About the Social Protection Floor

Social Protection Floors (SPF) are nationally defined sets of at least four basic social security guarantees that ensure:

  • Essential health care, including maternity care, at a nationally defined minimum level that meets the criteria of availability, accessibility, acceptability, and quality;
  • Basic income security for children at a nationally defined minimum level, including access to nutrition, education, care, and any other necessary goods and services;
  • Basic income security at a nationally defined minimum level for persons of active age who are unable to earn sufficient income, in particular in the case of sickness, unemployment, maternity, and disability; and
  • Basic income security at a nationally defined minimum level for older persons.

Social Protection Floors should be nationally defined through social dialogue and allow people to live a life with dignity. Furthermore, the guarantees should be established by law and regularly monitored and evaluated.

The SPF concept was formally adopted in April 2009 when the United Nations Chief Executives Board (CEB) endorsed the Social Protection Floor Initiative (SPF-I) as one of nine joint initiatives to respond to the global financial and economic crisis of 2008. Since then, many countries, with the support of international partners, have used the SPF concept to expand social protection coverage for their populations. Recently, in a letter issued on 24 March 2014, Helen Clark, Chair of the United Nations Development Group (UNDG), and Guy Ryder, Director-General of the International Labour Office (ILO), have recognized these efforts and called on United Nations Country Teams to take specific steps to continue advancing this work.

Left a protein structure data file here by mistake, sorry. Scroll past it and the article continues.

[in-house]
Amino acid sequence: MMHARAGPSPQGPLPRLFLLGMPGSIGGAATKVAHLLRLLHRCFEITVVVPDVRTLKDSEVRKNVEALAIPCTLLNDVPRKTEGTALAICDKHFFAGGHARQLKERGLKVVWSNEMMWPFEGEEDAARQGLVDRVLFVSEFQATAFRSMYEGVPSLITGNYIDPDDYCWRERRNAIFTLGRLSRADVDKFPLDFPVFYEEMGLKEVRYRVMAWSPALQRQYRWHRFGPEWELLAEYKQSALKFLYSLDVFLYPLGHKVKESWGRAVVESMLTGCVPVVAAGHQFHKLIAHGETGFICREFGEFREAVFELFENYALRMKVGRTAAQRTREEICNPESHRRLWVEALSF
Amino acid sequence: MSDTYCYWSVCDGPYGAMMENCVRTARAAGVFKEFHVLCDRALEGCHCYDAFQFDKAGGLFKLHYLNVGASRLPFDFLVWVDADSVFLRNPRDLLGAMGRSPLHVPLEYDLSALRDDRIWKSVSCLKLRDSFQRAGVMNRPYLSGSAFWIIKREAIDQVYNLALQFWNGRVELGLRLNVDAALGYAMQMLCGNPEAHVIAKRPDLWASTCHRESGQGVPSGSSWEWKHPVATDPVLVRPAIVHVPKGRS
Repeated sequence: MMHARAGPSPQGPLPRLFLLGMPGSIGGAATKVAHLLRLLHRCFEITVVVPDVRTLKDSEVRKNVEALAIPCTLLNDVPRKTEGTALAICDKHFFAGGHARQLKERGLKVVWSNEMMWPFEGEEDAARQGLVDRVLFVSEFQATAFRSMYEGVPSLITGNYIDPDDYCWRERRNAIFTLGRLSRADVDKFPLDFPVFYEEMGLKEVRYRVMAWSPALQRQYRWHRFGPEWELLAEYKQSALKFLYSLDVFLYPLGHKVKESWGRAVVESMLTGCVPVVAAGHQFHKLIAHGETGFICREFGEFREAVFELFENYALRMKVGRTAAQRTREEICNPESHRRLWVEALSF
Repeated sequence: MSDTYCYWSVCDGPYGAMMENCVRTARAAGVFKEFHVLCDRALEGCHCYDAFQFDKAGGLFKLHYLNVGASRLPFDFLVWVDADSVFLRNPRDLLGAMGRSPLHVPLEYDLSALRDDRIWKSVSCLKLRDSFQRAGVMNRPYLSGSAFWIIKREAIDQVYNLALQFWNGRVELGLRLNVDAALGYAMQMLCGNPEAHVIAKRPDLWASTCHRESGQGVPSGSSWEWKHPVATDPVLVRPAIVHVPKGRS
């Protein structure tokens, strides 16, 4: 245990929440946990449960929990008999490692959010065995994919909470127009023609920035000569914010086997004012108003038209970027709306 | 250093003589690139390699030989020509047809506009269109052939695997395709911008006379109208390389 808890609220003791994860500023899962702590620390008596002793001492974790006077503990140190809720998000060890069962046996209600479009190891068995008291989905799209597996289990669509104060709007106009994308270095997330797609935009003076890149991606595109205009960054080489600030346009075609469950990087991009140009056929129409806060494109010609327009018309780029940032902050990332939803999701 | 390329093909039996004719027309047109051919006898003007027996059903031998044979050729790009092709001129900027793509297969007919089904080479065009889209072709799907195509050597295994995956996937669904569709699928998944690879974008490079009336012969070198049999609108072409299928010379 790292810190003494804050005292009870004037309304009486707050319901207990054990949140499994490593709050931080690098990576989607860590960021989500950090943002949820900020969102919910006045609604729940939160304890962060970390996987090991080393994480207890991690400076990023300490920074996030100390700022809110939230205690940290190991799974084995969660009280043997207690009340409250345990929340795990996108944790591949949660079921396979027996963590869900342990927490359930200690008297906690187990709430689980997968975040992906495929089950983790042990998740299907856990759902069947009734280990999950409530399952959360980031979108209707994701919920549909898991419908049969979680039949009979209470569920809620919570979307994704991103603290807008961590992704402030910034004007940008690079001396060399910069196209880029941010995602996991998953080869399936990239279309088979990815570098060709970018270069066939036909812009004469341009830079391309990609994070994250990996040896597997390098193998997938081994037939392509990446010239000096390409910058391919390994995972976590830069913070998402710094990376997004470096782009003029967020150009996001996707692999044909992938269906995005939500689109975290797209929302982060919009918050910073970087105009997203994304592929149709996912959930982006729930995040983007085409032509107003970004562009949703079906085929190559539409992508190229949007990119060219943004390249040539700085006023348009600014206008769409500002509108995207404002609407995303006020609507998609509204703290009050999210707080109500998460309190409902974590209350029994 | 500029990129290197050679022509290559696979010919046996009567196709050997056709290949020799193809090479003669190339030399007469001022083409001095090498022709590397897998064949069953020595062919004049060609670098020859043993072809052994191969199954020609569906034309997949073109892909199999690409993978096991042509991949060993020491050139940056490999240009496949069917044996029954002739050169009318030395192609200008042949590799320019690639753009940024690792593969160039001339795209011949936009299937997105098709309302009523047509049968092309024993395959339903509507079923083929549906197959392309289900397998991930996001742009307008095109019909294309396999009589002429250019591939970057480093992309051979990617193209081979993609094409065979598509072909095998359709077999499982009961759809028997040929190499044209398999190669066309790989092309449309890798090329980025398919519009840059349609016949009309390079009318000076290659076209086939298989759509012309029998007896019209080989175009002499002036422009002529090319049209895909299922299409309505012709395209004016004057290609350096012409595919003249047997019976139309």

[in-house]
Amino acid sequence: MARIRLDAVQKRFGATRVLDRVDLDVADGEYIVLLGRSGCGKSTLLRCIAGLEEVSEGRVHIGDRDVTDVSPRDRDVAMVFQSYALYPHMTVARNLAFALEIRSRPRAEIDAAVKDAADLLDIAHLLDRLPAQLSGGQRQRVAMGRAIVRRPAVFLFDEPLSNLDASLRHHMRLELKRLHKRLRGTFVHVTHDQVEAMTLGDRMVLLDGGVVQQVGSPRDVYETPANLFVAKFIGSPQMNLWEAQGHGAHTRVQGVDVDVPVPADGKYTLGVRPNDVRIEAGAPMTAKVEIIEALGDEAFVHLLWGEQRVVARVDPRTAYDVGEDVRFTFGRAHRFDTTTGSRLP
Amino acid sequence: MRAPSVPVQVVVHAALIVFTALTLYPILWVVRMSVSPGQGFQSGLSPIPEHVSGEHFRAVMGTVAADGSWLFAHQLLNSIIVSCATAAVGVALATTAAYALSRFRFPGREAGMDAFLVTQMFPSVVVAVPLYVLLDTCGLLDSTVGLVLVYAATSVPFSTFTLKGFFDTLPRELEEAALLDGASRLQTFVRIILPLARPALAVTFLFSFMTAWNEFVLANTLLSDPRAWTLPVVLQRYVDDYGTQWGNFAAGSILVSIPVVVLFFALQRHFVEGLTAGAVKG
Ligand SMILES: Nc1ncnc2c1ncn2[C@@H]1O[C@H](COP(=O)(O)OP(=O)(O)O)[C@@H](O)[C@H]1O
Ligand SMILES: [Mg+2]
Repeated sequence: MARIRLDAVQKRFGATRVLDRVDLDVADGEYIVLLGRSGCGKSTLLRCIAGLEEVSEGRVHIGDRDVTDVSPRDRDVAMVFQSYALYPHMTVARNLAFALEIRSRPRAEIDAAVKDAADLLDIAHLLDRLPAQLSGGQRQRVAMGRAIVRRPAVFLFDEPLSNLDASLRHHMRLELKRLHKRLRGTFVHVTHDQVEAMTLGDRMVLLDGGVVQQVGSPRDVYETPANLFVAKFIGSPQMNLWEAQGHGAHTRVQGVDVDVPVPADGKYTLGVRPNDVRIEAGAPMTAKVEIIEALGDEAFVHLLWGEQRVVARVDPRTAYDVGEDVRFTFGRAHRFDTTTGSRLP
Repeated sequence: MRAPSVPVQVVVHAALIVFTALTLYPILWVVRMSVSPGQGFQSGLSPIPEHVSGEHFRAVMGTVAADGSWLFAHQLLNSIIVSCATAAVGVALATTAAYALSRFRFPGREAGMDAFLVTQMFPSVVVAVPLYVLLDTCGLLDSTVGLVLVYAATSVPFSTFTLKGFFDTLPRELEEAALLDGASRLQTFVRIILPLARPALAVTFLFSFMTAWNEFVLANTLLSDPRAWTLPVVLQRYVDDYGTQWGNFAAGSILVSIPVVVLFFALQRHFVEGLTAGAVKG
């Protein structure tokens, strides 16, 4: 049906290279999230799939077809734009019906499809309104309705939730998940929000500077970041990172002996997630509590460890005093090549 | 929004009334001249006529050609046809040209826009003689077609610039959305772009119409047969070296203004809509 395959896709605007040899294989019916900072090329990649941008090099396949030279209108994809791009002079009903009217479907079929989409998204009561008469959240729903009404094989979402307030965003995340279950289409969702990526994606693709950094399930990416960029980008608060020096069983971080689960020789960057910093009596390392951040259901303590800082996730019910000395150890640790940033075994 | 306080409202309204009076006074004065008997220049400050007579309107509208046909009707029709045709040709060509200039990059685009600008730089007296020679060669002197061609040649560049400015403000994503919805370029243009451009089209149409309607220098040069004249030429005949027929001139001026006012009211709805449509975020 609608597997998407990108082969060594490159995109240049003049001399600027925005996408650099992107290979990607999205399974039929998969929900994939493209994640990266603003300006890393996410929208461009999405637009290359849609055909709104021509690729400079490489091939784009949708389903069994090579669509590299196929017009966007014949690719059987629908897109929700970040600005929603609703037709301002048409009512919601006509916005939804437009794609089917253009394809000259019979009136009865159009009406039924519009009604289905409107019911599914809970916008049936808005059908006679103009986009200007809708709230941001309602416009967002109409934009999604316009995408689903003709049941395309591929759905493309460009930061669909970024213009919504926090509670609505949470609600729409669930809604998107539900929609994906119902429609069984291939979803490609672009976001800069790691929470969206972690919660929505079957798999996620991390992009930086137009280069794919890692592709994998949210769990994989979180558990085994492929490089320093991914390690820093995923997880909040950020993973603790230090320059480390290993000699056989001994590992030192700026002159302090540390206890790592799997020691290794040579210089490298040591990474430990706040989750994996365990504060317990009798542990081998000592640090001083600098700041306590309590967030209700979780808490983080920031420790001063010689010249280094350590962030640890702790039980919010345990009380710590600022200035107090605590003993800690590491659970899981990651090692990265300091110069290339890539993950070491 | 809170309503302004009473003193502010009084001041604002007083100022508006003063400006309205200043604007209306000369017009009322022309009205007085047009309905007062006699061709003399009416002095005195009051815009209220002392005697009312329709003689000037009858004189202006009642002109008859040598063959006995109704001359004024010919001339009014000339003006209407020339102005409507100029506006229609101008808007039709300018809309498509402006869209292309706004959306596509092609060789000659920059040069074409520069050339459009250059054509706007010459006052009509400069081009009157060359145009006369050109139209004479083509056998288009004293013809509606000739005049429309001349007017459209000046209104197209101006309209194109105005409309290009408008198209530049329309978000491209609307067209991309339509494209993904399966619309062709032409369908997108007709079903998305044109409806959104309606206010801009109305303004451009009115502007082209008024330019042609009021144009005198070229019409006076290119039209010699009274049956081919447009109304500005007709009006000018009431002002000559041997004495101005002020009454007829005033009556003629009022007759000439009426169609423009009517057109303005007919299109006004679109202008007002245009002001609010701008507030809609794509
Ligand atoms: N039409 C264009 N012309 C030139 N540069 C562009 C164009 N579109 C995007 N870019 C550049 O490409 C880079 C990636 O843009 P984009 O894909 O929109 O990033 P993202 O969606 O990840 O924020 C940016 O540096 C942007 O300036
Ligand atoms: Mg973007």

Social protection floors do not define new rights; rather, they contribute to the realization of the human rights to social security and to social services, as delineated in Articles 22, 25 and 26 of the Universal Declaration of Human Rights and Articles 26 and 27 of the Convention on the Rights of the Child, among other international legal instruments. The adoption of the SPF also encourages the observance of Convention 102 on Social Security (Minimum Standards) of the International Labour Organization (ILO). More recently, in 2012, the ILO Recommendation 202, ‘Concerning National Floors of Social Protection’ called on ILO Member States to establish national SPFs.